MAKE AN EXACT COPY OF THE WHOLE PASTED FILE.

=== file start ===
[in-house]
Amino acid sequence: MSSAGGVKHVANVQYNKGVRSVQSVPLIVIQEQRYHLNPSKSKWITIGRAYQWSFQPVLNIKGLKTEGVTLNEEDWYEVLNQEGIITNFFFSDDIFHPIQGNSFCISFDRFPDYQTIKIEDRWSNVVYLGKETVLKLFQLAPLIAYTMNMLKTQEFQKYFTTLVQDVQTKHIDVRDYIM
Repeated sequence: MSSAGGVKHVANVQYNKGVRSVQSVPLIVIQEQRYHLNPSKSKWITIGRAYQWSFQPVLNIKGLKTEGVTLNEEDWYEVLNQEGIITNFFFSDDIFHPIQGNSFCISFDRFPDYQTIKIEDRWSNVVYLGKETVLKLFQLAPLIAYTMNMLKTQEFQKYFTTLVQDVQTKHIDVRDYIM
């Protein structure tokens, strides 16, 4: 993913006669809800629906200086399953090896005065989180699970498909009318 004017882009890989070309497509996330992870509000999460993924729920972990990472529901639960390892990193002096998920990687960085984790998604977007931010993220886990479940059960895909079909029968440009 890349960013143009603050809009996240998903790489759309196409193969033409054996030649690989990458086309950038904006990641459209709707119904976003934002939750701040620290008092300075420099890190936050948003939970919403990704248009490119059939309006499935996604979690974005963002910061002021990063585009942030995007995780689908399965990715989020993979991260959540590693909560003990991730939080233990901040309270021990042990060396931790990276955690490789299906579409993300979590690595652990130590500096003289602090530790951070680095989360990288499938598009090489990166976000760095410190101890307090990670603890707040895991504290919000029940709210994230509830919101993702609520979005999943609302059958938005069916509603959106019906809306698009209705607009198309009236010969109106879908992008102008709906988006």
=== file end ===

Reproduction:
[in-house]
Amino acid sequence: MSSAGGVKHVANVQYNKGVRSVQSVPLIVIQEQRYHLNPSKSKWITIGRAYQWSFQPVLNIKGLKTEGVTLNEEDWYEVLNQEGIITNFFFSDDIFHPIQGNSFCISFDRFPDYQTIKIEDRWSNVVYLGKETVLKLFQLAPLIAYTMNMLKTQEFQKYFTTLVQDVQTKHIDVRDYIM
Repeated sequence: MSSAGGVKHVANVQYNKGVRSVQSVPLIVIQEQRYHLNPSKSKWITIGRAYQWSFQPVLNIKGLKTEGVTLNEEDWYEVLNQEGIITNFFFSDDIFHPIQGNSFCISFDRFPDYQTIKIEDRWSNVVYLGKETVLKLFQLAPLIAYTMNMLKTQEFQKYFTTLVQDVQTKHIDVRDYIM
């Protein structure tokens, strides 16, 4: 993913006669809800629906200086399953090896005065989180699970498909009318 004017882009890989070309497509996330992870509000999460993924729920972990990472529901639960390892990193002096998920990687960085984790998604977007931010993220886990479940059960895909079909029968440009 890349960013143009603050809009996240998903790489759309196409193969033409054996030649690989990458086309950038904006990641459209709707119904976003934002939750701040620290008092300075420099890190936050948003939970919403990704248009490119059939309006499935996604979690974005963002910061002021990063585009942030995007995780689908399965990715989020993979991260959540590693909560003990991730939080233990901040309270021990042990060396931790990276955690490789299906579409993300979590690595652990130590500096003289602090530790951070680095989360990288499938598009090489990166976000760095410190101890307090990670603890707040895991504290919000029940709210994230509830919101993702609520979005999943609302059958938005069916509603959106019906809306698009209705607009198309009236010969109106879908992008102008709906988006």